Jungle Juice is well known to us Southern-educated college kids. In South Louisiana (and apparently at the church picnics) they make it with pineapple juice, 7 up, maraschino cherries, frozen orange juice and Vodka. We kids cut to the chase: Hawaiian punch powder, water, vodka, Ever Clear booze. Fruit if you want chunks in your puke, none if you want to spew freely.

Swamp Juice is a mutation of Jungle Juice, with a Louisiana Theme. The last batch of this I made was at Jack’s house, 1982 Senior party. I haven’t seen it since.

Swamp Juice

I bottle Blue Curacao. More to adjust color. Blue food coloring can be added too as needed.

1 gallon orange juice

Gallons of vodka, Ever Clear and Southern Comfort

Lime Kool-Aid for additional color, water and ice

More Orange Juice for thickening. Pineapple juice from the can.

Chunks of fruit: oranges, pineapple, limes, whatever

Throw in Little plastic boats and plastic alligators, large enough to not be swallowed by drunken people.

Mix all in a clean garbage can or cooler. Scoop into party glasses with a plastic cup or scoop. Drink until you can no longer see.

Hurricanes that blow away your mind, not your house.

Pat O’Brien’s is hard to get into on a Friday night. Thankfully hurricanes can be had pretty much anywhere in New Orleans.

Who has not walked down Bourbon street to frequent the Hurricane outlet where one can trip lightly between frozen drink machines, sampling boozy flavors as easily as purchasing an Icee from 7-Eleven? You can even mix a Suicide drink – just put as many flavors together as you can and suck it down. It all looks the same coming back up.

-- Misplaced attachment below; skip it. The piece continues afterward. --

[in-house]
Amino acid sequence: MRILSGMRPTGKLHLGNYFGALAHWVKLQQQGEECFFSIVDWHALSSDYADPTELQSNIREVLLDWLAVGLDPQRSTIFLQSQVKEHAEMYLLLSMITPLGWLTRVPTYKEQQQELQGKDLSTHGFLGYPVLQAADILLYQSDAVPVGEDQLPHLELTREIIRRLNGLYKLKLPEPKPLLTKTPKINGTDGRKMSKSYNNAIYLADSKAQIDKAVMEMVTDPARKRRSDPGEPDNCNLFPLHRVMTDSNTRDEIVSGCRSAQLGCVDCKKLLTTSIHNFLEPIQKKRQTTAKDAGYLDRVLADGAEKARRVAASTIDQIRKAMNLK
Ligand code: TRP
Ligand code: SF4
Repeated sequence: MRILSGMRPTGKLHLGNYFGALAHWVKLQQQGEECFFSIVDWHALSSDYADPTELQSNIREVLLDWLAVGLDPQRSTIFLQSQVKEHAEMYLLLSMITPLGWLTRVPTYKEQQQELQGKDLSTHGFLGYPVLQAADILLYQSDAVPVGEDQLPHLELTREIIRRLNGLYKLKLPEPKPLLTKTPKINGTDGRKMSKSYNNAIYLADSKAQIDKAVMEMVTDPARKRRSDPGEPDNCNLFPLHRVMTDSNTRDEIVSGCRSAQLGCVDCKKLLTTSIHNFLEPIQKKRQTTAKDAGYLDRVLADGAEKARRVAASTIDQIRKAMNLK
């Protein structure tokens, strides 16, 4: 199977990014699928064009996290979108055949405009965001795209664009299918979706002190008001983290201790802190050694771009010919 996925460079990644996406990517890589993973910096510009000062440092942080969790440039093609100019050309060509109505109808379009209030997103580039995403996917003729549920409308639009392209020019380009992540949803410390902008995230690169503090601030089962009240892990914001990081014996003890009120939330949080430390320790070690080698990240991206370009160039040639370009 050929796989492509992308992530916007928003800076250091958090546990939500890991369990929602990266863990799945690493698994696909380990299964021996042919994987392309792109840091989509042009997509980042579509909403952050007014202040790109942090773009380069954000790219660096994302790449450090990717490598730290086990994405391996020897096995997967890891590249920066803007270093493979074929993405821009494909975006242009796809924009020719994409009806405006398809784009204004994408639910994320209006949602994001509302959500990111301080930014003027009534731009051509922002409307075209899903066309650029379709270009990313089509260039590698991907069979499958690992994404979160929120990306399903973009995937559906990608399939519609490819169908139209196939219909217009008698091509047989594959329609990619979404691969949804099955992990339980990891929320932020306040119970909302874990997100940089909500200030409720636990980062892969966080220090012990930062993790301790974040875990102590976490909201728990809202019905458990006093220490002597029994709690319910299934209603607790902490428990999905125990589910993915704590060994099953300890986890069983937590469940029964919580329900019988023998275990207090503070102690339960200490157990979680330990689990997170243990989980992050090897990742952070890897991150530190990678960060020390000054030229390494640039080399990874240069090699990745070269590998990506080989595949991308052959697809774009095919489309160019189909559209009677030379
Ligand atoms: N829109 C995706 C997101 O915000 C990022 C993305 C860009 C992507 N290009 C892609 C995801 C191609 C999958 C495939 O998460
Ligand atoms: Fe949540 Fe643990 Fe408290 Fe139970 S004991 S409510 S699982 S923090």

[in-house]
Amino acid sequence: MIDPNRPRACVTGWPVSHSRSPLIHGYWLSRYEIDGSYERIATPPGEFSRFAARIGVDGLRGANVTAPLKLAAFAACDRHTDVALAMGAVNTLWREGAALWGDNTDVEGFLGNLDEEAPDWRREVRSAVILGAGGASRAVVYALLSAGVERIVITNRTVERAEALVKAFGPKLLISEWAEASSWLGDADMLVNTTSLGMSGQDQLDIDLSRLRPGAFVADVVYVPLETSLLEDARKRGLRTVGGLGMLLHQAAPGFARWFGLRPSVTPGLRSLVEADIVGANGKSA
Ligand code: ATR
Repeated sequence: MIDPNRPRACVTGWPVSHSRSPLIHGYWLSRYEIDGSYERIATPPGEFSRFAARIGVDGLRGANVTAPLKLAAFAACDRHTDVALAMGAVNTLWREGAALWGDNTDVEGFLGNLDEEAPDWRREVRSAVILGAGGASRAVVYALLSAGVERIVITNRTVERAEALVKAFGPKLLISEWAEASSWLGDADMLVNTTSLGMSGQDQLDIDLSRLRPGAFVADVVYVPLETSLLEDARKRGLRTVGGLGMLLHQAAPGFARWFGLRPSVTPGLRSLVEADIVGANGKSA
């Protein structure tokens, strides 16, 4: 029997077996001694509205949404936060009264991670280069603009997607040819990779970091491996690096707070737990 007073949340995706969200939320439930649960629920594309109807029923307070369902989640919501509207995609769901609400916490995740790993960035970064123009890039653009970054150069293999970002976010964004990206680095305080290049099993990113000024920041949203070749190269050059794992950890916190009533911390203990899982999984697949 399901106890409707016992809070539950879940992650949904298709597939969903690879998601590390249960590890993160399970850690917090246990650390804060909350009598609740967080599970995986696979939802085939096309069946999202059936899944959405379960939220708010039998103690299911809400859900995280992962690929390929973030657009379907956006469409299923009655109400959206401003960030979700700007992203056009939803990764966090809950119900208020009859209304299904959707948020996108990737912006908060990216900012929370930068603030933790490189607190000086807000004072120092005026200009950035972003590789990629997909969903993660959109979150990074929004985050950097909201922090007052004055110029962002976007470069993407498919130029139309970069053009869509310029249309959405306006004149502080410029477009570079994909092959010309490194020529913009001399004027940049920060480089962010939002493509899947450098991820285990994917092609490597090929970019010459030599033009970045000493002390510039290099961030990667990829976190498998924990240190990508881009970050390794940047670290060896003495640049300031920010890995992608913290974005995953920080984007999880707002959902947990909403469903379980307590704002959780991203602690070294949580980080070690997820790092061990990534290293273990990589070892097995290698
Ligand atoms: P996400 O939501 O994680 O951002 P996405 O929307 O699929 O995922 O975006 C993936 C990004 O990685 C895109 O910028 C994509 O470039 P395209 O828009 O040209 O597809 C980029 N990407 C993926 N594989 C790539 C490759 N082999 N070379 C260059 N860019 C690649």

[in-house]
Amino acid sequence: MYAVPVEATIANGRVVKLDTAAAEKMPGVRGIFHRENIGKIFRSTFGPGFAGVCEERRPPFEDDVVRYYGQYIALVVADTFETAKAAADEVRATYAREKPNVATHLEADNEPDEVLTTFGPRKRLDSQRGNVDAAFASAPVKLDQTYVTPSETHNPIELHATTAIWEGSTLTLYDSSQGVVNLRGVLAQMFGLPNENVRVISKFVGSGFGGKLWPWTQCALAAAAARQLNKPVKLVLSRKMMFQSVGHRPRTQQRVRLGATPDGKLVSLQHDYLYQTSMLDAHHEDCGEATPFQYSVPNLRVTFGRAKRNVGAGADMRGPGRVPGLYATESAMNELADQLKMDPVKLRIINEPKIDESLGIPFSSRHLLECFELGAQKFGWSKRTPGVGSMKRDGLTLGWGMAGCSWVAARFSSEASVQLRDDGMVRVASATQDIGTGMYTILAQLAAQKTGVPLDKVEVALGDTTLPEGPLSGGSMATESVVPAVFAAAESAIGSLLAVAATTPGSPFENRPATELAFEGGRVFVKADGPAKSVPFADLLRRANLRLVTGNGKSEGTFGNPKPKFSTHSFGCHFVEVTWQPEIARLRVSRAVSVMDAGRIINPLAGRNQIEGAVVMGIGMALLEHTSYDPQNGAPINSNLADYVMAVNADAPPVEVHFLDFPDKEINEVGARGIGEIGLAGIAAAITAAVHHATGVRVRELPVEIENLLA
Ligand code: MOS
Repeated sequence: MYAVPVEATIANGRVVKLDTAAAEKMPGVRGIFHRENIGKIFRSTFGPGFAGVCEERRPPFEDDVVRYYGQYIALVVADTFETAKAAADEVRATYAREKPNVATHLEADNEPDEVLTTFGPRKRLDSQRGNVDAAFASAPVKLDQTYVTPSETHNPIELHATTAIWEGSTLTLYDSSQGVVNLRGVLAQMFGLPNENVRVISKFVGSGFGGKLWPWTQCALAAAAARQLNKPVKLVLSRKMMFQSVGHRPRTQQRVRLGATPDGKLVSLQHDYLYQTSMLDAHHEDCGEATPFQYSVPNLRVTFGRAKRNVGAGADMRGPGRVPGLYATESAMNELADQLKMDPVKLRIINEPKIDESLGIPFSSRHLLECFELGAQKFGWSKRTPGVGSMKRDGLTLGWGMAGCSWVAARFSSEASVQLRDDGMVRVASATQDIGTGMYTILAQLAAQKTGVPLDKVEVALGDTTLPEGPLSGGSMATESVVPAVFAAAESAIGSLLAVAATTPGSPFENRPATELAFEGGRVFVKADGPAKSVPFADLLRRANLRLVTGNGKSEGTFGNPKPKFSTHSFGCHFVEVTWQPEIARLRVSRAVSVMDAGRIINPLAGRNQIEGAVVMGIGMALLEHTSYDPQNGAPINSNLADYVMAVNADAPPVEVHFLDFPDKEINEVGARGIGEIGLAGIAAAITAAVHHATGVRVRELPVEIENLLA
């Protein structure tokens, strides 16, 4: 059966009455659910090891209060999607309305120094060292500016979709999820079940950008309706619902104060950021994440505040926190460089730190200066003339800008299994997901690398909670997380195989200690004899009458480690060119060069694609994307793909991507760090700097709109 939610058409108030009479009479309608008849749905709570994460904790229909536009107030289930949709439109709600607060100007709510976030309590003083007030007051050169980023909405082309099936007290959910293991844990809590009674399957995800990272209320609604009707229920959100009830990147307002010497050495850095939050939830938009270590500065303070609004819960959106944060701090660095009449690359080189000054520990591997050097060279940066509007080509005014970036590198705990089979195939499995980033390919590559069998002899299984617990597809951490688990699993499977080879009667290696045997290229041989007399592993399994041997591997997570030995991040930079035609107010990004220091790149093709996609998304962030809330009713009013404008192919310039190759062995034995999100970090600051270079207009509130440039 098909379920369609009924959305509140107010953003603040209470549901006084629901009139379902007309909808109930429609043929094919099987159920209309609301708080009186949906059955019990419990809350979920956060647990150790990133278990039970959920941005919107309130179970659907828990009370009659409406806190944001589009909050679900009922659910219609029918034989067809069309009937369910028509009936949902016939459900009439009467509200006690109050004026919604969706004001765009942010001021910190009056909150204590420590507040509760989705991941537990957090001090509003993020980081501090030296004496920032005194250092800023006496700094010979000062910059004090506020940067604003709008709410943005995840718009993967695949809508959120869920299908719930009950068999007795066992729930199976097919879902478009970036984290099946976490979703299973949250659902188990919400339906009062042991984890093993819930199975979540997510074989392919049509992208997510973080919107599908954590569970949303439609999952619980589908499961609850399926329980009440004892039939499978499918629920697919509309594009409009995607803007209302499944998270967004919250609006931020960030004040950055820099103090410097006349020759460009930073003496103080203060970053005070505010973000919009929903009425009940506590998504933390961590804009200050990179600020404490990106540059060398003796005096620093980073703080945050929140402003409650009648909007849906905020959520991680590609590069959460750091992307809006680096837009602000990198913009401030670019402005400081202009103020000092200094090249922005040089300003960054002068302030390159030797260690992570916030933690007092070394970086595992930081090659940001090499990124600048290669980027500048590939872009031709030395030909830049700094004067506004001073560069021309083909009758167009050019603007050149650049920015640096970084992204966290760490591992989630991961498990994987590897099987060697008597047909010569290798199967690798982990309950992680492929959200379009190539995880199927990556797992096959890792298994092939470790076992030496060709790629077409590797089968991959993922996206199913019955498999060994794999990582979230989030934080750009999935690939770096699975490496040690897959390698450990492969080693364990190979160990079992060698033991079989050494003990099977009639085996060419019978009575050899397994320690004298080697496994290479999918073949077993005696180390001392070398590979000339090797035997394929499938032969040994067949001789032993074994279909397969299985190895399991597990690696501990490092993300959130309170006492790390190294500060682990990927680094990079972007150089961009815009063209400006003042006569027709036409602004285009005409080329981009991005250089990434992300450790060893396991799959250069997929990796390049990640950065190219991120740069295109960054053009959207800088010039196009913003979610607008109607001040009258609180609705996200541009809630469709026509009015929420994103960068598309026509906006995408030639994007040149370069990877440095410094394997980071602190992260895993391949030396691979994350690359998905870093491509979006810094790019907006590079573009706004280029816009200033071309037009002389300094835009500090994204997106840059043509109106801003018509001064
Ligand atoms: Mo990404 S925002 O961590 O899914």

Non Sequitur: I continue to be amazed by the continued existence of drive through Daiquiri stands in Louisiana. There is nothing like a cold drink on a 90-plus day with 150 percent humidity. Please drive within the lines.

Question: Why are all of these drinks red?

Now that I am more mature, I favor more mature sophisticated cocktails where one can look sophisticated and get potted on quality ingredients. No Kool-Aid involved. There is a saying in New Orleans. “Hurricanes are for Tourists, Sazeracs are for Natives.”

The Sazerac Cocktail is the piece de resistance of Louisiana Libations. It is making a come back amongst the hipper mixologists and social drinkers. The Sazerac has a fantastic history in New Orleans, being named after a particular Cognac, Sazerac-du-Forge et fils, and first served publicly at the Sazerac Coffeehouse in 1853. A Creole apothecary named Antoine Amadie Peychaud, inventor of the aromatic Peychaud’s bitters, created the special bitters used in the drink in the 1800s. He gave the bitters to his patients to cure stuff, and mixed it into a toddy of French brandy and sugar to serve to friends.

In 1870, the cognac was changed to Rye Whiskey, which became known as Sazerac Rye. A dash of Absinthe was added to coat the glass, then banned as it was thought to cause madness. It was replaced by another licorice pastis unique to New Orleans called Herbsaint. All these ideas came together to create the Sazerac, an exquisite and complex drink that has been enjoyed for 150 years.